I never considered myself a “Zen” person and during the pandemic I definitely let my emotions get the best of me sometimes. I didn’t always remember to practice self-care and I absolutely got overwhelmed. I don’t meditate in silence on a yoga mat in my personal movement studio. On the contrary, I run around in my sweatpants while chasing after my toddler while two French bulldogs bark in the background. But here’s the thing: If we are always waiting for the “perfect” environment and time to “get Zen,” we may be waiting forever.
What is Zen?
According to Merriam Webster, Zen refers to a “state of calm attentiveness in which one's actions are guided by intuition rather than by conscious effort.” This ancient Buddhist practice doesn’t require silence. It can be about finding the quiet within especially when life gets loud, which for those of us with young children can be a daily occurrence. Zen isn’t external and doesn’t rely on only our environment. So I began to wonder what it would take to incorporate more attentiveness, how I could support my intuition, and reclaim the state of calm I so desperately needed.
[Related: Ask an Expert: Mindfulness tools for parents]
As if I didn’t have enough on my plate during the last two years, I decided to write a book. As a dance/movement therapist, I’ve been working with clients for years, helping them rediscover their mind-body connection in order to reclaim their lives and improve their mental health. Body Aware, which comes out this August, is all about using your movement to support your mental health. That’s when it dawned on me: This is the foundation for cultivating calm attentiveness and learning to trust your intuition. This pandemic has taught me many things, but the most important lesson I have learned is to take care of my mental health, and that begins with how I move and show up in my body.
Everyone can access this ability with the right tools and a bit of practice. These may feel elusive, but I’m here to tell you that they are not only accessible, but you already have all the tools you need inside of you. Here is what I have used, what I practice with my clients, and even teach my children.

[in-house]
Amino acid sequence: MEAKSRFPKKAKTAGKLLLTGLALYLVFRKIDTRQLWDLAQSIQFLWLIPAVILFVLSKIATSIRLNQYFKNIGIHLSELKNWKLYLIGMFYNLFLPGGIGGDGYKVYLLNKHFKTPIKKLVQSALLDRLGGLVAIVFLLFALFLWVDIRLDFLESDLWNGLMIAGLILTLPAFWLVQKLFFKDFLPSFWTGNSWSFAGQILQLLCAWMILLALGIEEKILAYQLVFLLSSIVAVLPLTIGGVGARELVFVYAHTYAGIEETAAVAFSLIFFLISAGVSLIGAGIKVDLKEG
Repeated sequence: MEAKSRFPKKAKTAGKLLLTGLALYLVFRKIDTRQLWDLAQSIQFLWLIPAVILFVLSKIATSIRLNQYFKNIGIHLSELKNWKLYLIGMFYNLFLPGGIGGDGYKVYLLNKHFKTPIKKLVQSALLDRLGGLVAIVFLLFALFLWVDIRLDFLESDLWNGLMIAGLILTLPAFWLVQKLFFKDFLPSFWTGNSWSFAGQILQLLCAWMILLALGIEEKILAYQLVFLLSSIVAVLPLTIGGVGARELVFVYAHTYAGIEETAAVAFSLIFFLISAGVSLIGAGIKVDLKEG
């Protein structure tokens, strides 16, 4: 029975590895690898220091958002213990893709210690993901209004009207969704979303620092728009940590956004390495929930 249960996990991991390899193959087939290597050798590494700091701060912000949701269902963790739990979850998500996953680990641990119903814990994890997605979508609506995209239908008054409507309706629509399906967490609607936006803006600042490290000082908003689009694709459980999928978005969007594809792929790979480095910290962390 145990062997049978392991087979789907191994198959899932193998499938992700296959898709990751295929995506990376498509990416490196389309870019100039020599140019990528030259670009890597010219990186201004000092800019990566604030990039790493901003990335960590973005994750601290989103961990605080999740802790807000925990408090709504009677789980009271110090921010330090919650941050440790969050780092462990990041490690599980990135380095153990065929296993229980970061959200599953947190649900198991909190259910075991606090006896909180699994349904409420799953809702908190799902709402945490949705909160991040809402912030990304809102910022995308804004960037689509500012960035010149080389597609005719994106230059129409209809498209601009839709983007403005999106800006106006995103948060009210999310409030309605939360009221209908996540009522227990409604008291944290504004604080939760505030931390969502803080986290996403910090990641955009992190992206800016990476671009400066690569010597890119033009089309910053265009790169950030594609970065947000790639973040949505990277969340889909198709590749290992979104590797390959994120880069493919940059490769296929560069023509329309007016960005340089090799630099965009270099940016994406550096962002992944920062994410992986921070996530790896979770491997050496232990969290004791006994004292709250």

Step 1: Become aware of your current movement
Begin to examine how you move on a daily basis. What are your natural tendencies with regard to your posture, facial expressions, and mannerisms? These contribute greatly to your mood and influence how you are thinking. This allows you to connect to what you feel and to begin harnessing that intuition.
Step 2: Challenge your current movement
Allow yourself to move out of your comfort zone. Try walking at a different pace, taking a different type of movement or exercise class, maybe even trying on different postures. Change your relationship to personal space and try slowing down, especially if you are always used to moving quickly.
Step 3: Expand your habitual movement
When we move more, we feel more. If we can expand the range and ability of our movement we have the ability to express and feel more emotionally. We can find grounding, calm, and focus. This means we find more opportunities to "get Zen” because we can move through the challenges and overwhelm.
This is just the tip of the iceberg when it comes to harnessing the power of your movement to improve your mental health. Awareness is the key to change, and sometimes even the smallest movement can have the largest impact. So, no need to work on “getting" Zen: simply start by noticing all the ways you can bring Zen into your current life.